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Adapt to the Rise of the Super-Empowered Customer
Be prepared to make rapid changes.
Posted Dec 21, 2012
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In business today, the customer matters more than anything. Novel concept, right? While this has always been true, it has become more true in the last few years. The rise of what we call the "super-empowered customer" has had a positive effect on how businesses view their customer retention efforts.

Take a look at these trends and how they have helped create today's super-empowered customer:

People have become more selective about how they spend their money. The economy has not only tightened wallets; it has also created more savvy and demanding customers, who are always seeking a better ROI for their purchases.

People have more channels than ever to tell about their experiences. Facebook, Twitter, Pinterest, blogs, email—and that's just on the Internet. Whether it's word of mouth, texting, or any of the above, it is easier than ever for customers to broadcast their opinions to a wide audience.

People have more channels than ever to find information about companies. Customers no longer have to depend on friends' and family's opinions or reviews in newspapers and magazines. They have an unlimited amount of resources to consult to identify whether or not your business is worth their time (and money).

Because customer opinions form suddenly, change abruptly, and spread instantly, companies have to be ready to make changes on the fly. They have to be able to hit the proverbial moving target. It's no longer an option to rely solely on indirect informational sources with delayed results, such as mystery shopping and market research. To understand up-to-the-minute customer perceptions, companies must tap straight into the minds of customers as they experience company operations firsthand. They need to take advantage of what Mindshare Technologies calls the Sample Size of One.

Think about it this way: When a customer has a bad experience with a business, does it matter to the customer that his or her feedback will only be addressed if the issue happens to others as well? No. Only two things really matter to customers who give feedback:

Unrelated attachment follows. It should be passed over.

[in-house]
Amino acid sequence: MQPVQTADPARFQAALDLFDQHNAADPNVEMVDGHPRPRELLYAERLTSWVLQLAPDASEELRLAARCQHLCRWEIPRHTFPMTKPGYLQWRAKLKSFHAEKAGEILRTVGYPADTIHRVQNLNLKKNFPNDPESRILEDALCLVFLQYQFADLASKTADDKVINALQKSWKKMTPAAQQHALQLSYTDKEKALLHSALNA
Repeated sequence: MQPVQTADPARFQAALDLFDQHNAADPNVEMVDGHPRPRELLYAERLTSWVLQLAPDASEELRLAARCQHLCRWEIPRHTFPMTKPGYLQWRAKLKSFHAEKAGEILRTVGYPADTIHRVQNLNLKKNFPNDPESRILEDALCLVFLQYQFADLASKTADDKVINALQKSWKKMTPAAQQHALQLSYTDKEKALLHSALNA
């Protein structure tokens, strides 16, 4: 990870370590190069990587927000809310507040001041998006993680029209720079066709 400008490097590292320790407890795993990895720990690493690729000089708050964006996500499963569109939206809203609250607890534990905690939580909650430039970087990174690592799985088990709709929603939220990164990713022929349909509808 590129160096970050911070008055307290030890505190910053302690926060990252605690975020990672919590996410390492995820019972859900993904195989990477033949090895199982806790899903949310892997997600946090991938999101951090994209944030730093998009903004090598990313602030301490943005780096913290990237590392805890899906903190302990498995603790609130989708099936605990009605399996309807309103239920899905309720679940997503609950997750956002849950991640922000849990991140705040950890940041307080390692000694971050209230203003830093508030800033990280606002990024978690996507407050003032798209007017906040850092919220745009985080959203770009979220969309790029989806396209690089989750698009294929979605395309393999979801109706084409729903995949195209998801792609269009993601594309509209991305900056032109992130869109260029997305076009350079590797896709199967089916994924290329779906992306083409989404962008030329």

1. Their feedback is heard and acted upon. Customers want to know that their opinion is valued and that your business has taken steps in response, whether that means training an employee, improving a product, or adjusting operations.

2. They receive a timely response. Customers want a personal response, an apology, and a solution to their problem.

That's it. Unfortunately, these two simple wishes are rarely granted, because individual voices are drowned out in a homogeneous survey sample. Disappearing behind graphs and numbers was not what they had in mind when they offered their feedback. Why do businesses not treat our customers the way we would like to be treated?

Customer loyalty is up for grabs. So how can companies capitalize? Treat every customer like they matter. This means listening to them, valuing their feedback, making them feel heard, and implementing new technologies to solve their problems in real time.

By following these three steps, you can evolve your voice of the customer program to keep up with the super-empowered customer:

1. Add convenience. Give feedback options in the mode customers want. A recent IDC report revealed that smartphones are now outselling computers, highlighting the necessity of building a strong mobile feedback strategy to keep up with customer feedback trends. Interactive voice response, SMS messaging, and mobile-optimized Web are channels businesses need to use to capture information about the guest experience.

2. Keep it short. Consumers are continuously bombarded by requests to provide feedback through surveys, and shorter surveys limit survey fatigue. Consumers want to give feedback quickly, which usually means your company should offer unstructured/open-ended surveys instead of longer, more structured ones.

With shorter surveys and open-ended responses, you need better analytics to extract insights. Modern text analytics technology ensures that every word, phrase, and theme within every customer comment is correlated with existing intelligence for root-cause analysis and can be tailored to specific company initiatives. These tools are a necessity for understanding customer responses while avoiding the big data problem.

3. Empower the front line. The reality is that if you care about your customers, you need somebody on the front line who can respond in real time to their issues and concerns. Feedback doesn't belong solely in an executive corner office, where months-old data is dissected and analyzed only to find out that it's no longer relevant to your current challenges.

Businesses need to deliver feedback, insights, and action plans to succeed in today's environment, and they need to start where the information will have the most immediate impact. Local managers and front-line representatives must receive the real-time intelligence they need to make vital adjustments daily. These strategic changes will help identify the root causes of satisfaction and dissatisfaction and, in turn, increase loyalty and retention.


Jon Sanderson is the vice president of marketing at Mindshare Technologies, a Utah-based company which has helped large multilocation brands deliver a better customer experience using customer feedback solutions for more than a decade.

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